It involves tasting the same vintage, from the same estate (and by deduction the same appellation), over several years. Several vintages, preferably from the most recent to the oldest, are thus tasted and compared in order to glimpse the aging potential of the vintage and to imagine the evolution of the wine up to its optimal tasting window recommended by the winemaker, or even beyond. In addition to the pleasure of oenological discovery, this type of tasting has an educational vocation for wine lovers and professionals and involves four essential stages:

  • Visual analysis
  • Olfactory analysis
  • Taste analysis
  • The summary or conclusion


The vintage: its influence on the price of the bottle

The price of the bottle of wine you find on your wine merchant's shelves depends on the supposed, then proven, quality of a vintage. The price of a vintage wine can be influenced by several factors:

  1. Yield and Production: Some vintages may be produced in limited quantities due to adverse weather conditions or other factors. Rarity can increase the perceived value of the wine and therefore its price.
  2. Perceived quality: Vintages that are considered exceptional in terms of quality, often due to ideal weather conditions, may be more sought after and therefore more expensive. These wines may have a higher concentration of aromas, a more complex structure and a longer finish.
  3. Producer reputation: Wines produced by well-known producers or reputed estates can often be sold at a higher price because of their established reputation for the quality of their wines and their expertise.
  4. Reviews and ratings: Reviews by renowned wine critics and influential ratings can also have a significant impact on the price of a vintage. Wines that are well rated by recognised critics may see their demand and therefore their price increase.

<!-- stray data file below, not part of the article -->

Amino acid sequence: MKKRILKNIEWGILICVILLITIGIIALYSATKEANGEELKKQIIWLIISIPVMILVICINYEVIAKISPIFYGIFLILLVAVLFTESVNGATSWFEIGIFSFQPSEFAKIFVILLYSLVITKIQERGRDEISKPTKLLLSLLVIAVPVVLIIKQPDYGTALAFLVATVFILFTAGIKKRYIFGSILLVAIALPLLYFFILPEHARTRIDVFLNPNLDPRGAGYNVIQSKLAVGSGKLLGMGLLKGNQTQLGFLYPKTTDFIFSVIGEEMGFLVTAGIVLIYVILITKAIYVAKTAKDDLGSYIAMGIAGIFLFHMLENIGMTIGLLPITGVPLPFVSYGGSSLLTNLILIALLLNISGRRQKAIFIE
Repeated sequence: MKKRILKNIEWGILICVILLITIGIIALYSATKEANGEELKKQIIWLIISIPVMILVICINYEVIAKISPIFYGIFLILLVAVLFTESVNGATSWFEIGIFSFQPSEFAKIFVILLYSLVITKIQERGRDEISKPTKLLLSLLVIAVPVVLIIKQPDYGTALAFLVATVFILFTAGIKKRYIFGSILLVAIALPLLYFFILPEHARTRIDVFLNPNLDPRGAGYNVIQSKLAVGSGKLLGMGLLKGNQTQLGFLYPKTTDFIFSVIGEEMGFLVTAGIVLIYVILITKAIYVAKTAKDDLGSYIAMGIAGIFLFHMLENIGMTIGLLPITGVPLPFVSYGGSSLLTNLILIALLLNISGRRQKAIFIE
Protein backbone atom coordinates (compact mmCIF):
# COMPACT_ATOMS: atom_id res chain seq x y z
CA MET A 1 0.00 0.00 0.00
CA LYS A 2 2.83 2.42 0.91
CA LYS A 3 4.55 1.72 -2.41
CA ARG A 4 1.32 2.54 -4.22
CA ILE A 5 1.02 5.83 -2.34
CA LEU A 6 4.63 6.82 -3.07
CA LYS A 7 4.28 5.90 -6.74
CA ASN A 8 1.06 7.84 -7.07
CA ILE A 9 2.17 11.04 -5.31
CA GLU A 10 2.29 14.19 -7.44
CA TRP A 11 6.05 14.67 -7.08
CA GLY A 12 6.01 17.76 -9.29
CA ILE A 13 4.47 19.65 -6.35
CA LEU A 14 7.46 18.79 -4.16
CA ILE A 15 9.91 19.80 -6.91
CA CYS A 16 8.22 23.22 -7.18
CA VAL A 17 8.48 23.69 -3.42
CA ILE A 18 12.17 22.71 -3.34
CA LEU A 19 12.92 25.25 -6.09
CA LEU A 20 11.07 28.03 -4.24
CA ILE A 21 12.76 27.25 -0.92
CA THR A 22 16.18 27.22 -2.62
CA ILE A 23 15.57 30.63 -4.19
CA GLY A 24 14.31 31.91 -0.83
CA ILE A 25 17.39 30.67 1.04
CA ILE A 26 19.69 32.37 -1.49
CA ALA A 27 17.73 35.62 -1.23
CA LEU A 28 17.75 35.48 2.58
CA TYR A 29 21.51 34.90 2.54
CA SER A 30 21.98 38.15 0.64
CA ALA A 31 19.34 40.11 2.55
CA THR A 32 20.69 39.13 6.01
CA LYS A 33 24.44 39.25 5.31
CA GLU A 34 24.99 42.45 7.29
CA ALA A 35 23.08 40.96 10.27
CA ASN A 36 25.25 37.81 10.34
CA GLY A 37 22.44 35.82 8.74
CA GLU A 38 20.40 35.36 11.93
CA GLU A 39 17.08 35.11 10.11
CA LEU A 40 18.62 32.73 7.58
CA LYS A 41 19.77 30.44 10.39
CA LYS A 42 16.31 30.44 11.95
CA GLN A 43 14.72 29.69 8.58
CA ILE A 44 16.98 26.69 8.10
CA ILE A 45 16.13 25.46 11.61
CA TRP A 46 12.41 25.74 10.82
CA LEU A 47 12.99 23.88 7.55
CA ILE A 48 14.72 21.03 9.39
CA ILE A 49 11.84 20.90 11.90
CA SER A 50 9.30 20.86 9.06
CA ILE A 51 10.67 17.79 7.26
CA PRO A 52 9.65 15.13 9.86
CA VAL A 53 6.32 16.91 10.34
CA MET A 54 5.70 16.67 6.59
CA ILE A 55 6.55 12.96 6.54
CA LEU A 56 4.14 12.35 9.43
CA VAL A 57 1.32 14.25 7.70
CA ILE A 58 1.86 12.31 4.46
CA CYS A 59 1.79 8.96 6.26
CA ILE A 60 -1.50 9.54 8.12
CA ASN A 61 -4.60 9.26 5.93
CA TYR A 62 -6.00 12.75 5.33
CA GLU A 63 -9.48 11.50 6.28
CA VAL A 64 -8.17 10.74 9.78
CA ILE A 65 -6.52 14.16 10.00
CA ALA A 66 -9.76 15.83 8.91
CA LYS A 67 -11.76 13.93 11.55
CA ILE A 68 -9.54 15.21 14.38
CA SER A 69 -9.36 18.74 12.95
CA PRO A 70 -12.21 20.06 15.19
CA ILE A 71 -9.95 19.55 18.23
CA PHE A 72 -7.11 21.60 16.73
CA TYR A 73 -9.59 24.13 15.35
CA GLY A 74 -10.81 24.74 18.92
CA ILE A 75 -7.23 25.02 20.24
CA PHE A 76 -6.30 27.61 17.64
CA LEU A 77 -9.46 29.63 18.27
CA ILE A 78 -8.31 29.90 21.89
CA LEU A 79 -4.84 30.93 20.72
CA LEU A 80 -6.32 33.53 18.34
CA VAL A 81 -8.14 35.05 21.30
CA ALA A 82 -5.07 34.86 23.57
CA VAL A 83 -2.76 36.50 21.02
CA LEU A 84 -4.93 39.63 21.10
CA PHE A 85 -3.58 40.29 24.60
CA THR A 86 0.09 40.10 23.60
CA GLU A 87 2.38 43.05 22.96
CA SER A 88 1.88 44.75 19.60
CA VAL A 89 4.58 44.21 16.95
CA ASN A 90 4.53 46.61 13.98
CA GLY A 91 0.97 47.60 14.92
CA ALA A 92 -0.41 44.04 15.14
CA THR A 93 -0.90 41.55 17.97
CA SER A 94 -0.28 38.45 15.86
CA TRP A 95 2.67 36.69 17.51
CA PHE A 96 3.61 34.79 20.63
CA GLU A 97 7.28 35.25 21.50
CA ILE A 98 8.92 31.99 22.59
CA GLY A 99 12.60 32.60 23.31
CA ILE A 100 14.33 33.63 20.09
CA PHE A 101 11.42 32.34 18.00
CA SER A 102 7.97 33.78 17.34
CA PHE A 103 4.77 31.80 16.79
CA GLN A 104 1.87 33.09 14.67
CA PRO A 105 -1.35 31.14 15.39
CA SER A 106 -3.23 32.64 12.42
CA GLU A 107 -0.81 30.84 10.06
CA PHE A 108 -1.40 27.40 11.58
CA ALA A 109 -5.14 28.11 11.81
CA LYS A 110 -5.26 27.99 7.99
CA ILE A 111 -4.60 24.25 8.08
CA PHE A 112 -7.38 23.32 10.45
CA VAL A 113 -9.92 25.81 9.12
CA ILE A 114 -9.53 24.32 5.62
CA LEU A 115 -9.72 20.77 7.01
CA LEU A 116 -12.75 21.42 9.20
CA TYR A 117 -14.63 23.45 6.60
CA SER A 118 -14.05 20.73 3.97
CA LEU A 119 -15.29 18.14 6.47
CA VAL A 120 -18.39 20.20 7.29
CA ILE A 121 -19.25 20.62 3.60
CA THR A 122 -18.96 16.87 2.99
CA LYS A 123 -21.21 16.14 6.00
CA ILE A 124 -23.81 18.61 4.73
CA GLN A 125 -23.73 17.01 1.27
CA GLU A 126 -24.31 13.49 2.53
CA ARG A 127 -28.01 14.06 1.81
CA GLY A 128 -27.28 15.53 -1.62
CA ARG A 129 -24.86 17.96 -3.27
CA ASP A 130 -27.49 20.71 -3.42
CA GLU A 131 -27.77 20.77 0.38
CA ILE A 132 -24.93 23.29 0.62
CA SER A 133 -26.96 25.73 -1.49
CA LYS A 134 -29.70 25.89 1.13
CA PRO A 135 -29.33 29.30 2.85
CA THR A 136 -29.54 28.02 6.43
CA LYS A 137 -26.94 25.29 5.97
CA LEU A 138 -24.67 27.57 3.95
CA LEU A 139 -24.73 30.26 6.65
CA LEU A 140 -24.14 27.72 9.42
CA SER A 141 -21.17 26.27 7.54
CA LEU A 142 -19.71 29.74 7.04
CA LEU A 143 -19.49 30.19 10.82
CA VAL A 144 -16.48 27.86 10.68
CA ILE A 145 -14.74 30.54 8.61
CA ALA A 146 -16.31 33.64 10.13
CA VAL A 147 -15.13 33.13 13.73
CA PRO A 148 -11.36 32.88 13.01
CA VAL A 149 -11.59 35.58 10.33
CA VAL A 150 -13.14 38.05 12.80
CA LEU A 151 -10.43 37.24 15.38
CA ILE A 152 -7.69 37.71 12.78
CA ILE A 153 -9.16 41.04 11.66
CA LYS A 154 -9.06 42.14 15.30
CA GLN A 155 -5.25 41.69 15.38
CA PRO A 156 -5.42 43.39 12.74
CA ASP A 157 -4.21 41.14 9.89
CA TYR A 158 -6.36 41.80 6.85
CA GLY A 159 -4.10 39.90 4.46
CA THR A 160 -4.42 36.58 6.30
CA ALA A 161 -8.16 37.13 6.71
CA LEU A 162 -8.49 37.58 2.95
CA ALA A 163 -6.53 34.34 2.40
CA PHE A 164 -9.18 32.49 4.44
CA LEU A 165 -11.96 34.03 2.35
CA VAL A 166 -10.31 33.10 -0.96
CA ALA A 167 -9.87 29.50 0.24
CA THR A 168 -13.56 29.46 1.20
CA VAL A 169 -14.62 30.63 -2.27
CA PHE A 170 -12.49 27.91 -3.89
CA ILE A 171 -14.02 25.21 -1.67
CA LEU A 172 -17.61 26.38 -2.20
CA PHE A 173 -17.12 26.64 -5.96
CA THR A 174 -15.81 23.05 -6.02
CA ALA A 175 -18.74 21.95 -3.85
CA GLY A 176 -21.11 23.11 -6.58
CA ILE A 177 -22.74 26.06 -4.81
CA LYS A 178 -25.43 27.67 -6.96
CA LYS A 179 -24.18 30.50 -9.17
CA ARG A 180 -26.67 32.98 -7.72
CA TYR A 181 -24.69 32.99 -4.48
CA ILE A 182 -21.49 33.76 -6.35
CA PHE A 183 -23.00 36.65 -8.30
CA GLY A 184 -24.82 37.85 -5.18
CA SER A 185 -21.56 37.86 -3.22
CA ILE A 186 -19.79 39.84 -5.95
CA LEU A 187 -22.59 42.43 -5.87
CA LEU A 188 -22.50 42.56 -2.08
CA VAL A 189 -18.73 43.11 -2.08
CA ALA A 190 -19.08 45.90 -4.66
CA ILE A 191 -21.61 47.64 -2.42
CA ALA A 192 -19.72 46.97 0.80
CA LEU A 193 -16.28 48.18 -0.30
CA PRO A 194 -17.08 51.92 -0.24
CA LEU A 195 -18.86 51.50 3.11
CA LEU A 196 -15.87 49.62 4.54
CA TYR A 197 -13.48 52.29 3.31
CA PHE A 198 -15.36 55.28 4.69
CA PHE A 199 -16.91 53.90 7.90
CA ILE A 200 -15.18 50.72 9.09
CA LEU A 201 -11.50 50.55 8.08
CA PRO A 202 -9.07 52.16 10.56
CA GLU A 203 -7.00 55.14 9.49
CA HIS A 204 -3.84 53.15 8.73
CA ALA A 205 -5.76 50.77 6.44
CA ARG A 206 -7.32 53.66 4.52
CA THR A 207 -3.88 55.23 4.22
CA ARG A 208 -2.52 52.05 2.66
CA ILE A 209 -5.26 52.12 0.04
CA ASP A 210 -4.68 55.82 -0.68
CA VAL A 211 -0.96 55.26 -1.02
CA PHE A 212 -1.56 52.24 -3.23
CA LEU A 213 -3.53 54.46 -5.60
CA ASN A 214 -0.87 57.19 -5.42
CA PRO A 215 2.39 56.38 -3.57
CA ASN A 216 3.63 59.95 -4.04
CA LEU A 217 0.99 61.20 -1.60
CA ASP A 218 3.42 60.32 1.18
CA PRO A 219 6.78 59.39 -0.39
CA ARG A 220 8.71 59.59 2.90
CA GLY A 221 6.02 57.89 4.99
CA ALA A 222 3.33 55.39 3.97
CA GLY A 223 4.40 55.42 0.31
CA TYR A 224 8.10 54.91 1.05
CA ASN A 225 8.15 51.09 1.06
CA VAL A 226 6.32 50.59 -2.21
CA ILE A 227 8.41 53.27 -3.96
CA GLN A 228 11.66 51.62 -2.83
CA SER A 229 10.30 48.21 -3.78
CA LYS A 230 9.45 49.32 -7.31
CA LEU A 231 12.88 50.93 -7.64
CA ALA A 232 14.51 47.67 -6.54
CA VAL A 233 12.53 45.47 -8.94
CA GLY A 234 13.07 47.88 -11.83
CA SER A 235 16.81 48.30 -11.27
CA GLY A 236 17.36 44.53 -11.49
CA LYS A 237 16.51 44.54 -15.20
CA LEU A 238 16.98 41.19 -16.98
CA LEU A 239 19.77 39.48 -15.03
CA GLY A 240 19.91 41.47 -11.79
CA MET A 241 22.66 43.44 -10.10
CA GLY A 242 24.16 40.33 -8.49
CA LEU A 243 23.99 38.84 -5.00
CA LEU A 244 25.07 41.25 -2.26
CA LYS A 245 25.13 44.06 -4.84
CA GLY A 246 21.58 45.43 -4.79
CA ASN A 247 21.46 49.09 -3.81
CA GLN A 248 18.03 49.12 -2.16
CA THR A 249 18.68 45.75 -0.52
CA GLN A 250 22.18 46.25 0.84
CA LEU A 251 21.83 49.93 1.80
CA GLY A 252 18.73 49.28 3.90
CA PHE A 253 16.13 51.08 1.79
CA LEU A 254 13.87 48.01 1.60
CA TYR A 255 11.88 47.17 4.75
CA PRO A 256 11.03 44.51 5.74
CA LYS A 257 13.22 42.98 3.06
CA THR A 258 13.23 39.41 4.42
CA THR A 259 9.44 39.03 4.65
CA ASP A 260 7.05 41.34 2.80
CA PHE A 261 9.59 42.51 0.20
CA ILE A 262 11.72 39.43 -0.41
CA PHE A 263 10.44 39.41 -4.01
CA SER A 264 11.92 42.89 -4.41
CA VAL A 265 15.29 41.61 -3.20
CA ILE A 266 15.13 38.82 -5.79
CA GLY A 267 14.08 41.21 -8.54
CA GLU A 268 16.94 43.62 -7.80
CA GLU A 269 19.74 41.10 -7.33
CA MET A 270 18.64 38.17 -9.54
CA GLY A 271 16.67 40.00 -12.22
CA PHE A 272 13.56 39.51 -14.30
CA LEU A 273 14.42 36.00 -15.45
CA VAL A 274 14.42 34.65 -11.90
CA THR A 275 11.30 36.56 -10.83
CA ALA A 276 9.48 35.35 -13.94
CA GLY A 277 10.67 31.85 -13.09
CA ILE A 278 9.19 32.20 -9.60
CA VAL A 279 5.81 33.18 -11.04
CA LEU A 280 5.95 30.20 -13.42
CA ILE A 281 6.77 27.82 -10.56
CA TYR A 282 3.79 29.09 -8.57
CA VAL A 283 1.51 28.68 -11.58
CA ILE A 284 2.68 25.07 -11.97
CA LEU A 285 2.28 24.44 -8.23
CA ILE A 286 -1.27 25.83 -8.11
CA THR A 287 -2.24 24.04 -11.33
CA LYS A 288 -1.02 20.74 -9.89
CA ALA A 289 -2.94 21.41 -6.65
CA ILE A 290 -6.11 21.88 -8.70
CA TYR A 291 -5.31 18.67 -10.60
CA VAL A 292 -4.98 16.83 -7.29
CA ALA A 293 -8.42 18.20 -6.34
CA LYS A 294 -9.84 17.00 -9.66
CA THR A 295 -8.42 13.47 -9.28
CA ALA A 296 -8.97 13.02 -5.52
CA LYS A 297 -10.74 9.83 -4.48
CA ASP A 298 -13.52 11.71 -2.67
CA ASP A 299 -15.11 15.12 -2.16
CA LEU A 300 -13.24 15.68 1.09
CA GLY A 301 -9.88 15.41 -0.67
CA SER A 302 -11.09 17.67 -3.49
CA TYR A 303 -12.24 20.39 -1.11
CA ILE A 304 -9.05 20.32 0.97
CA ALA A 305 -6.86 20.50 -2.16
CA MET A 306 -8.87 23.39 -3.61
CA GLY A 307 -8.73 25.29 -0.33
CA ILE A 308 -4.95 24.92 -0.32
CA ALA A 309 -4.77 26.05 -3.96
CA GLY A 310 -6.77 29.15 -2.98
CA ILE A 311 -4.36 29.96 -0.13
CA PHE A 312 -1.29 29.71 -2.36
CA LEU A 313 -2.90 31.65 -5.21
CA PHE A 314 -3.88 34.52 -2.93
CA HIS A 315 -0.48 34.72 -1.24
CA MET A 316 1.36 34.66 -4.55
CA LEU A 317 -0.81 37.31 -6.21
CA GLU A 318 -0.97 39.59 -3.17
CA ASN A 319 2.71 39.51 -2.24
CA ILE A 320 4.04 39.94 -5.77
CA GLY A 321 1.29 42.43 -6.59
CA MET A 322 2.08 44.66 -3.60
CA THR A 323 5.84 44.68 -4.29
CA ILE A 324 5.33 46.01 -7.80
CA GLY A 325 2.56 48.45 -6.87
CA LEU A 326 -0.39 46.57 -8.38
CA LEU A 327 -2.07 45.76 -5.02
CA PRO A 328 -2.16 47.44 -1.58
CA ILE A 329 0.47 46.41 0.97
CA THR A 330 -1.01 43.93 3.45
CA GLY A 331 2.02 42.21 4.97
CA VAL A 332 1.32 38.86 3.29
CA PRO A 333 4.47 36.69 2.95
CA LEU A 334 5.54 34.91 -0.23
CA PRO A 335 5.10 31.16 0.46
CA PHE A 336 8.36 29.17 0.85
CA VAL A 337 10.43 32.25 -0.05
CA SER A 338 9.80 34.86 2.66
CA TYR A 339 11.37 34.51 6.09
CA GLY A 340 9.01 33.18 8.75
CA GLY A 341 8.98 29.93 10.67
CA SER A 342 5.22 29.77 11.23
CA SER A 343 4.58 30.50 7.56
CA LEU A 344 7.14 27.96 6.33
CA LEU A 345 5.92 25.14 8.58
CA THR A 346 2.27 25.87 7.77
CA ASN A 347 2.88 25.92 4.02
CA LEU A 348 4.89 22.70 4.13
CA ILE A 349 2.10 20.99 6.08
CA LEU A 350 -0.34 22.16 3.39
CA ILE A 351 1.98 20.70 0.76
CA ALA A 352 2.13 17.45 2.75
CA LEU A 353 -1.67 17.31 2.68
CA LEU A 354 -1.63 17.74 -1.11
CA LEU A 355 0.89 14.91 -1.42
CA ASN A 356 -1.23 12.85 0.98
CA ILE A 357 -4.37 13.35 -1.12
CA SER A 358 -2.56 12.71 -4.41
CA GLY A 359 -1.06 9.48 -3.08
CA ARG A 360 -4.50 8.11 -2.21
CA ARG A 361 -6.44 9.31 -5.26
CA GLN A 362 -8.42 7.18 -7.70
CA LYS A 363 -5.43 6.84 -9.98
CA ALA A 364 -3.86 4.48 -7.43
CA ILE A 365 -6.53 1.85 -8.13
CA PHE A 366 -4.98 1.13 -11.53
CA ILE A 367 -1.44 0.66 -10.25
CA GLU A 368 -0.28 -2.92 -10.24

5. Aging potential: Some vintages may have greater aging potential, meaning they can be stored for many years and continue to improve in bottle before tasting. Wines with high aging potential may be more expensive due to their ability to age, retain freshness for a long time, and develop more complex aromas and flavors over time.
  6. Production costs: Factors such as the costs of grapes, winemaking equipment, barrels and storage facilities can also influence the price of a vintage.

Quelques étapes de vinification du vin au Château La Rose Perriere

Ultimately, the rarity of a vintage, its quality, the reputation of the estate and the vintage, professional assessments and competition awards, ageing potential and production costs are all complex factors which, alone or in combination, determine the price of a vintage.


A reference for wines

As you will have realised, the vintage plays an essential role in wine appreciation. It reflects the year's climatic conditions and production techniques. Whether for wine enthusiasts or well-informed investors, the vintage offers a unique sensory experience and a testimony to the history and tradition of wine making. It invites discovery, exploration and comparison. It embodies the celebration of the diversity of terroirs and know-how. In short, the vintage is much more than a simple indication of the year of production; it is the symbol of excellence and authenticity, capable of delighting the most demanding palates and transcending time. The vintage captures the very essence of the winemaker's expertise.

However, as the saying goes, sometimes it's in the bad vintages that the great wines are born, revealing against all the odds the great terroirs and the best winemakers.

Note that this notion of vintage also applies to other agricultural products such as coffee, tea, honey or even certain olive oils, although in these cases the importance of vintage is considered to a lesser extent than for wine.

Have you bought a bottle of wine from the best year of a wine region and whose aging potential is advertised as good? All you have to do is store it in good conditions until you can discover all its taste qualities in a few years. Discover our optimal storage recommendations which will allow you to enjoy tasting wine in all its aromatic complexity!